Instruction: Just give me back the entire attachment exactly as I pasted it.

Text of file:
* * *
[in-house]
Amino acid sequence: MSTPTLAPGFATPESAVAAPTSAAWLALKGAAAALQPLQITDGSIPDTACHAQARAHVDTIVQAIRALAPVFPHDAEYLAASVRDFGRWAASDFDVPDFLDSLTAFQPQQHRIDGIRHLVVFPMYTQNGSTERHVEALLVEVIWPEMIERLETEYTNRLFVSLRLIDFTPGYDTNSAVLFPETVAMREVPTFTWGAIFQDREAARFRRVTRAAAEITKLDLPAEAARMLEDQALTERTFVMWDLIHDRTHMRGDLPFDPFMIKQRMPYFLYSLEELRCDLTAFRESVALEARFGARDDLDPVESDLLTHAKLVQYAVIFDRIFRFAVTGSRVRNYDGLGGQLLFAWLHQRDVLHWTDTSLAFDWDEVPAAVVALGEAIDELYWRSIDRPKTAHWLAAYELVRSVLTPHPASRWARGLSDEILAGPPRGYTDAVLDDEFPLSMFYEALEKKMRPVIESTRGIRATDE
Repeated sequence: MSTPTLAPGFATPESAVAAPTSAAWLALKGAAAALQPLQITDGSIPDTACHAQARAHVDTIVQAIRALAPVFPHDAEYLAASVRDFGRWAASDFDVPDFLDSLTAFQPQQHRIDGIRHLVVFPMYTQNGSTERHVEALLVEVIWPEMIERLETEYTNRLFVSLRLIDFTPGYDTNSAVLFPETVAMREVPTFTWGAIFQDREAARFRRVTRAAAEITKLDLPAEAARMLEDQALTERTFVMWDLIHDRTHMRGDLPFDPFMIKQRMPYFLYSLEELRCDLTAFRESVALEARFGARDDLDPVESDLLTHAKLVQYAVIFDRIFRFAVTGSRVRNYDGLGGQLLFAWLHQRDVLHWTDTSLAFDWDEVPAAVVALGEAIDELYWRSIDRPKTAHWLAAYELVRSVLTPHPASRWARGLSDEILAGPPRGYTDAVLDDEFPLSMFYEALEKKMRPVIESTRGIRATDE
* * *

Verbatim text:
[in-house]
Amino acid sequence: MSTPTLAPGFATPESAVAAPTSAAWLALKGAAAALQPLQITDGSIPDTACHAQARAHVDTIVQAIRALAPVFPHDAEYLAASVRDFGRWAASDFDVPDFLDSLTAFQPQQHRIDGIRHLVVFPMYTQNGSTERHVEALLVEVIWPEMIERLETEYTNRLFVSLRLIDFTPGYDTNSAVLFPETVAMREVPTFTWGAIFQDREAARFRRVTRAAAEITKLDLPAEAARMLEDQALTERTFVMWDLIHDRTHMRGDLPFDPFMIKQRMPYFLYSLEELRCDLTAFRESVALEARFGARDDLDPVESDLLTHAKLVQYAVIFDRIFRFAVTGSRVRNYDGLGGQLLFAWLHQRDVLHWTDTSLAFDWDEVPAAVVALGEAIDELYWRSIDRPKTAHWLAAYELVRSVLTPHPASRWARGLSDEILAGPPRGYTDAVLDDEFPLSMFYEALEKKMRPVIESTRGIRATDE
Repeated sequence: MSTPTLAPGFATPESAVAAPTSAAWLALKGAAAALQPLQITDGSIPDTACHAQARAHVDTIVQAIRALAPVFPHDAEYLAASVRDFGRWAASDFDVPDFLDSLTAFQPQQHRIDGIRHLVVFPMYTQNGSTERHVEALLVEVIWPEMIERLETEYTNRLFVSLRLIDFTPGYDTNSAVLFPETVAMREVPTFTWGAIFQDREAARFRRVTRAAAEITKLDLPAEAARMLEDQALTERTFVMWDLIHDRTHMRGDLPFDPFMIKQRMPYFLYSLEELRCDLTAFRESVALEARFGARDDLDPVESDLLTHAKLVQYAVIFDRIFRFAVTGSRVRNYDGLGGQLLFAWLHQRDVLHWTDTSLAFDWDEVPAAVVALGEAIDELYWRSIDRPKTAHWLAAYELVRSVLTPHPASRWARGLSDEILAGPPRGYTDAVLDDEFPLSMFYEALEKKMRPVIESTRGIRATDE